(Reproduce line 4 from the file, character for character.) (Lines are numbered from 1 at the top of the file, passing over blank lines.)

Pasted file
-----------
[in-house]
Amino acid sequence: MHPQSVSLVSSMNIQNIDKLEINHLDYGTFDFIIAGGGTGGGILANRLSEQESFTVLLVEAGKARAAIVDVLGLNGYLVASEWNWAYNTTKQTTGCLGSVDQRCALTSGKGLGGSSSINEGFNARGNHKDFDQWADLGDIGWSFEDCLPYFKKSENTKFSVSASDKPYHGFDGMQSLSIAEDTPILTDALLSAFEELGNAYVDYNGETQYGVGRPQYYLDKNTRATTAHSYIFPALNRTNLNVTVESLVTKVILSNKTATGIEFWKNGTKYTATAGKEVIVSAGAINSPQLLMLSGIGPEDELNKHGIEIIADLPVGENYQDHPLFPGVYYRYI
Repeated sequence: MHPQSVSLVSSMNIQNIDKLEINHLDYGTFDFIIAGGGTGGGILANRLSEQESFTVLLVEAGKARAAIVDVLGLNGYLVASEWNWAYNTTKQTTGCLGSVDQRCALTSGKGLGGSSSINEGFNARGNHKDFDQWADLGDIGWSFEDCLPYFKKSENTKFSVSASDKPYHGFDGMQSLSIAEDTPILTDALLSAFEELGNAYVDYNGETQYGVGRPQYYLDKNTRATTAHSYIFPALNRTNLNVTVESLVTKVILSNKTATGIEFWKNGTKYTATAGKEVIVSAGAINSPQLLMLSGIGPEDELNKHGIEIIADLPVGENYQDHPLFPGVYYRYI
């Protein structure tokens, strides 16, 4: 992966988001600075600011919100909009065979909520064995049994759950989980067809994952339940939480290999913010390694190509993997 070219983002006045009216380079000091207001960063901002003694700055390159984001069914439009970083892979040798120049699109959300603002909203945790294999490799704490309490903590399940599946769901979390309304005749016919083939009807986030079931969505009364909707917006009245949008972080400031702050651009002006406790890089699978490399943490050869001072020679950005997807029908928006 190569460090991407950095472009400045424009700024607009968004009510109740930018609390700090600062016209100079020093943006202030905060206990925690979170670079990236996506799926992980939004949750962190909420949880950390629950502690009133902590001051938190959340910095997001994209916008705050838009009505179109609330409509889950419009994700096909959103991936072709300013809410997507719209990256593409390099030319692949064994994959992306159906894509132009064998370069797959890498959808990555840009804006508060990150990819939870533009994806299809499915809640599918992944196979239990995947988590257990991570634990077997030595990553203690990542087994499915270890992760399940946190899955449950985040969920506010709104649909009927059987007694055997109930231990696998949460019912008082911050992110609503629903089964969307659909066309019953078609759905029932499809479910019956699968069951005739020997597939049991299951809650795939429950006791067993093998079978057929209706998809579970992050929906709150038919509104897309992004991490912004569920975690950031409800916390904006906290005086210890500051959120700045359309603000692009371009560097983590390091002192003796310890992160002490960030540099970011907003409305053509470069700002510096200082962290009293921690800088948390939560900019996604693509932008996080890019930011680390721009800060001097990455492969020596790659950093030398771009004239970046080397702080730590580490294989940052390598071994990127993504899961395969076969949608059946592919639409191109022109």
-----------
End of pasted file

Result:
């Protein structure tokens, strides 16, 4: 992966988001600075600011919100909009065979909520064995049994759950989980067809994952339940939480290999913010390694190509993997 070219983002006045009216380079000091207001960063901002003694700055390159984001069914439009970083892979040798120049699109959300603002909203945790294999490799704490309490903590399940599946769901979390309304005749016919083939009807986030079931969505009364909707917006009245949008972080400031702050651009002006406790890089699978490399943490050869001072020679950005997807029908928006 190569460090991407950095472009400045424009700024607009968004009510109740930018609390700090600062016209100079020093943006202030905060206990925690979170670079990236996506799926992980939004949750962190909420949880950390629950502690009133902590001051938190959340910095997001994209916008705050838009009505179109609330409509889950419009994700096909959103991936072709300013809410997507719209990256593409390099030319692949064994994959992306159906894509132009064998370069797959890498959808990555840009804006508060990150990819939870533009994806299809499915809640599918992944196979239990995947988590257990991570634990077997030595990553203690990542087994499915270890992760399940946190899955449950985040969920506010709104649909009927059987007694055997109930231990696998949460019912008082911050992110609503629903089964969307659909066309019953078609759905029932499809479910019956699968069951005739020997597939049991299951809650795939429950006791067993093998079978057929209706998809579970992050929906709150038919509104897309992004991490912004569920975690950031409800916390904006906290005086210890500051959120700045359309603000692009371009560097983590390091002192003796310890992160002490960030540099970011907003409305053509470069700002510096200082962290009293921690800088948390939560900019996604693509932008996080890019930011680390721009800060001097990455492969020596790659950093030398771009004239970046080397702080730590580490294989940052390598071994990127993504899961395969076969949608059946592919639409191109022109």